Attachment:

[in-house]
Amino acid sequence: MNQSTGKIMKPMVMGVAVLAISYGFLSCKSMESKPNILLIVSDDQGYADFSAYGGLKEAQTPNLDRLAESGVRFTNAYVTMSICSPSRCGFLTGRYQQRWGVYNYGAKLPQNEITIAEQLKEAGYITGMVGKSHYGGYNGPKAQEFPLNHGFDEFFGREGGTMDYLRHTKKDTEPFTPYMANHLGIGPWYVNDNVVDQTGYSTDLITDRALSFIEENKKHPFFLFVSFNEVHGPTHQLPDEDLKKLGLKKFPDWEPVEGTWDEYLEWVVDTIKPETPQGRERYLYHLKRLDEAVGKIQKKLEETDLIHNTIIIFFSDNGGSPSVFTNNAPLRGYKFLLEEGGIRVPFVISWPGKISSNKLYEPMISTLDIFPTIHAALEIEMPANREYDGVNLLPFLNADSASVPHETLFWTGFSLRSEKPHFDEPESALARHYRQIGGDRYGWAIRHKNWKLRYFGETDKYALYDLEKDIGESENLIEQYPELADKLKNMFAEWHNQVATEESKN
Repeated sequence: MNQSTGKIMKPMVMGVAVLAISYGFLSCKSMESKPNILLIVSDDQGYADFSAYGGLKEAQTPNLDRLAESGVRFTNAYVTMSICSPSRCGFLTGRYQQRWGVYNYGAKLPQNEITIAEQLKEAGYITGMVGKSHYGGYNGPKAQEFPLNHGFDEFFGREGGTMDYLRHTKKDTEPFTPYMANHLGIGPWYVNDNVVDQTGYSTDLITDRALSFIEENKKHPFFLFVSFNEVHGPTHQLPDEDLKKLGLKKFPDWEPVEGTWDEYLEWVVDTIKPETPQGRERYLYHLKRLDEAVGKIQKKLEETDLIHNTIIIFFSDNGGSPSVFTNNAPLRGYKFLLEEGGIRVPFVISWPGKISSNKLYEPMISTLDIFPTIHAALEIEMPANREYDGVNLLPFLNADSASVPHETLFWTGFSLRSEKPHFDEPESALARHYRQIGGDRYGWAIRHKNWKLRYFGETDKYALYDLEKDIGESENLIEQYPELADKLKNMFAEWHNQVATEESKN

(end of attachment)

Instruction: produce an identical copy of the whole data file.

[in-house]
Amino acid sequence: MNQSTGKIMKPMVMGVAVLAISYGFLSCKSMESKPNILLIVSDDQGYADFSAYGGLKEAQTPNLDRLAESGVRFTNAYVTMSICSPSRCGFLTGRYQQRWGVYNYGAKLPQNEITIAEQLKEAGYITGMVGKSHYGGYNGPKAQEFPLNHGFDEFFGREGGTMDYLRHTKKDTEPFTPYMANHLGIGPWYVNDNVVDQTGYSTDLITDRALSFIEENKKHPFFLFVSFNEVHGPTHQLPDEDLKKLGLKKFPDWEPVEGTWDEYLEWVVDTIKPETPQGRERYLYHLKRLDEAVGKIQKKLEETDLIHNTIIIFFSDNGGSPSVFTNNAPLRGYKFLLEEGGIRVPFVISWPGKISSNKLYEPMISTLDIFPTIHAALEIEMPANREYDGVNLLPFLNADSASVPHETLFWTGFSLRSEKPHFDEPESALARHYRQIGGDRYGWAIRHKNWKLRYFGETDKYALYDLEKDIGESENLIEQYPELADKLKNMFAEWHNQVATEESKN
Repeated sequence: MNQSTGKIMKPMVMGVAVLAISYGFLSCKSMESKPNILLIVSDDQGYADFSAYGGLKEAQTPNLDRLAESGVRFTNAYVTMSICSPSRCGFLTGRYQQRWGVYNYGAKLPQNEITIAEQLKEAGYITGMVGKSHYGGYNGPKAQEFPLNHGFDEFFGREGGTMDYLRHTKKDTEPFTPYMANHLGIGPWYVNDNVVDQTGYSTDLITDRALSFIEENKKHPFFLFVSFNEVHGPTHQLPDEDLKKLGLKKFPDWEPVEGTWDEYLEWVVDTIKPETPQGRERYLYHLKRLDEAVGKIQKKLEETDLIHNTIIIFFSDNGGSPSVFTNNAPLRGYKFLLEEGGIRVPFVISWPGKISSNKLYEPMISTLDIFPTIHAALEIEMPANREYDGVNLLPFLNADSASVPHETLFWTGFSLRSEKPHFDEPESALARHYRQIGGDRYGWAIRHKNWKLRYFGETDKYALYDLEKDIGESENLIEQYPELADKLKNMFAEWHNQVATEESKN